Neighbors were a valuable part of country life in those days. Not only for the social contact, but also for help with many farm jobs. If anyone had a job that was too big for him and his family to handle, the neighbors came from miles around to give him a hand, and in return, each one helped the others. When this happened, the men always knew there would be a table laden with lots of good food when their work was finished or meal time came around.

Art was a dedicated member of the Odd Fellow’s Lodge, holding all the local offices during his lifetime and also working at state level in their Lodge.

He was an active member of the Farmer’s Cooperative Association, serving on the Board for many years. He believed the organization was a big help to the individual farmer’s needs and their contribution to all as food producers.

Art was a member of the Lion’s Club, and was proud of the work they did to help others. He was an active member of the Methodist Church all of his life, and continued to sing in the choir as well as help in other areas of the church work. He serve3d on the rural School Board most of the time while his children were in school, and was regarded as a person who would always offer a hand when and where it was needed.

Edith died in 1953. After he was alone, Art seemed to have a wanderlust. He traveled extensively, but only within the United States. He kept a record of where he went and just a few months before his death, he was able to say he had driven his own car in every one of the lower 48 states and also in Alaska. His advice to OLDER drivers was “If you are in unfamiliar territory, stay off the Interstates because, by the time you can read the exit sign, it is too late to make the turn.”


Arthur W. Elfeldt died on July 6, 1967.

Sunday, August 9, 2015

Sunday Stories: William F. Elfeldt

In recounting the history of the Snyder family in Lincoln and McPherson counties, I touched on the Elfeldt family, as one daughter, Alberta "Bertie", married Sutherland's Glenn Elfeldt and they made their home here their entire lives. That prompted this series recounting the origins of the Elfeldt family in our community.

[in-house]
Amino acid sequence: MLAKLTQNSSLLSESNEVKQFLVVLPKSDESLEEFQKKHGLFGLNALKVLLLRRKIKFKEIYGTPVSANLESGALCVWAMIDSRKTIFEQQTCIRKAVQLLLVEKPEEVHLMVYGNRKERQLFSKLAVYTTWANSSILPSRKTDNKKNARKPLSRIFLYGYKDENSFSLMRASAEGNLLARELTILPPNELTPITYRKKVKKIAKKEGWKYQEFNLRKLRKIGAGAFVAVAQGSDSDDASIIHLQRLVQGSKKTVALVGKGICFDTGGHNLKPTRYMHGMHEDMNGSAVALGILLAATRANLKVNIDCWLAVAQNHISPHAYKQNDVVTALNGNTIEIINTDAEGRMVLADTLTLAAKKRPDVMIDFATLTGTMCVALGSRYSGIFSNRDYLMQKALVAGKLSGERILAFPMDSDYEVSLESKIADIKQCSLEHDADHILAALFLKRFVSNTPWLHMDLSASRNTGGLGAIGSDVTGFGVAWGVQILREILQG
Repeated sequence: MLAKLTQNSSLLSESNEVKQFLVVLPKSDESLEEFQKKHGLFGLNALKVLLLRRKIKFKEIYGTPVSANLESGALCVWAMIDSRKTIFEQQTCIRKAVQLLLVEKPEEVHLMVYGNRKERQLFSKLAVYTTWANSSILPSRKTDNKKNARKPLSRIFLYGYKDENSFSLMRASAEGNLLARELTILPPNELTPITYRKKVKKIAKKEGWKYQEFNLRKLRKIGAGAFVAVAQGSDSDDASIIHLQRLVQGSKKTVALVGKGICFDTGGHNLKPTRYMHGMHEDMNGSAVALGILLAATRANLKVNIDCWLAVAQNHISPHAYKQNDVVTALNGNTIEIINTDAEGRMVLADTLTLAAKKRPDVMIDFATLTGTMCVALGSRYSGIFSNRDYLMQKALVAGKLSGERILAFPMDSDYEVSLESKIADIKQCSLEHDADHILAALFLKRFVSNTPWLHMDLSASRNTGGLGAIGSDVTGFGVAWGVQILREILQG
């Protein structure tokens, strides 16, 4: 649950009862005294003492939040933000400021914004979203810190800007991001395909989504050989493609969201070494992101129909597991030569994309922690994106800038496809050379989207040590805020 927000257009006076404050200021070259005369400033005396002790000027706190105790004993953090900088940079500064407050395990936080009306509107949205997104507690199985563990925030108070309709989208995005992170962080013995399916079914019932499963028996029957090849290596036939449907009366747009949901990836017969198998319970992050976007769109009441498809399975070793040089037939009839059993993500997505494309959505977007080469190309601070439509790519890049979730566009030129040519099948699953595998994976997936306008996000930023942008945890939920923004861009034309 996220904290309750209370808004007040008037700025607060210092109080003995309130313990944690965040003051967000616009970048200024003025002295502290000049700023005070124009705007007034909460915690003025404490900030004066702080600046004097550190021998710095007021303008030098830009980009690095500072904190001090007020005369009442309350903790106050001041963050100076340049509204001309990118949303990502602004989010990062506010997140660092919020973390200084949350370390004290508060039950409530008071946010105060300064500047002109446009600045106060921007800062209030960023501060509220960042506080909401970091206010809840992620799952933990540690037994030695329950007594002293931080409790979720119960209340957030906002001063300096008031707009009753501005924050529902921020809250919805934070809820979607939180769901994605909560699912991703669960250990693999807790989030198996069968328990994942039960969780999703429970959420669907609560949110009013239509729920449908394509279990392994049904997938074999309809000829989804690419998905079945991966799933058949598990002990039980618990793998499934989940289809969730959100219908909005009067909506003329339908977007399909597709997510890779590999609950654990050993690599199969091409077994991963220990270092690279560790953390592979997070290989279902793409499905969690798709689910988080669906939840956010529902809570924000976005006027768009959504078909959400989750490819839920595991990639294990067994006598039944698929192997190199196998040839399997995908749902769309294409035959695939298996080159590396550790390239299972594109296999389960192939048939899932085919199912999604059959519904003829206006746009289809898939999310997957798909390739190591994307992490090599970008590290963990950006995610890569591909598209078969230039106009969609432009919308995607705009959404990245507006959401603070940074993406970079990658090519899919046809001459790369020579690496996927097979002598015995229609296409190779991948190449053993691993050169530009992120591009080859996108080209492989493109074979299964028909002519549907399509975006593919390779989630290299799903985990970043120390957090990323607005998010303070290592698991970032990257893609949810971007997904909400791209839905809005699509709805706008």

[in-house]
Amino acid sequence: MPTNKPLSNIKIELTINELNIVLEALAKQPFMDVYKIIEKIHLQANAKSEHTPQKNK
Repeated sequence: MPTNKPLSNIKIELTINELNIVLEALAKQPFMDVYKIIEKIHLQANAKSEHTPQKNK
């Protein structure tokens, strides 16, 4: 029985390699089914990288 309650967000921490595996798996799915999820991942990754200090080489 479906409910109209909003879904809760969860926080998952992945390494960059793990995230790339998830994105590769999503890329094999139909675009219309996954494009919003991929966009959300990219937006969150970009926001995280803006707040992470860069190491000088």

Excerpted from the Sutherland Centennial 1891 – 1991, published in 1991.

William F. Elfeldt was born in Clayton County, Iowa, July 19, 1860. At the age of four years, he moved with his parents, to a farmstead in Minnesota. Four years later, in June 1868, they emigrated to Nebraska, and located in Lancaster County.

On September 1, 1882, he was united in marriage to Minnie C. Fisher of Crete, Nebraska. They were the parents of four children: Arthur, Ella, Effie, and Earl. The family grew up near Hallam, Nebraska. Before moving to Lincoln County, they lived for a short time in Beatrice, Nebraska, where William and son Arthur, had a grocery store and a restaurant.
In October 1911, William and his wife, Minnie, along with Arthur and his wife of one year, Edith, moved to the Sutherland area. They had bought a farm 12 miles southwest of Sutherland, which is still operated by Skip Elfeldt, who is the great grandson of William F. Elfeldt. This partnership was bought out by son, Arthur, in the early 1920s.

William was a life-time member of the Methodist Church, for years serving as Sunday School Superintendent, Sunday School teacher, and church treasurer. He was always very interested in the welfare of the church, and financially helped build churches in different communities.

For several years, he was engaged in general merchandise business from which he retired in 1926. He served as Village Clerk and Police Judge in Sutherland for two terms, and was always interested in public improvements in Sutherland.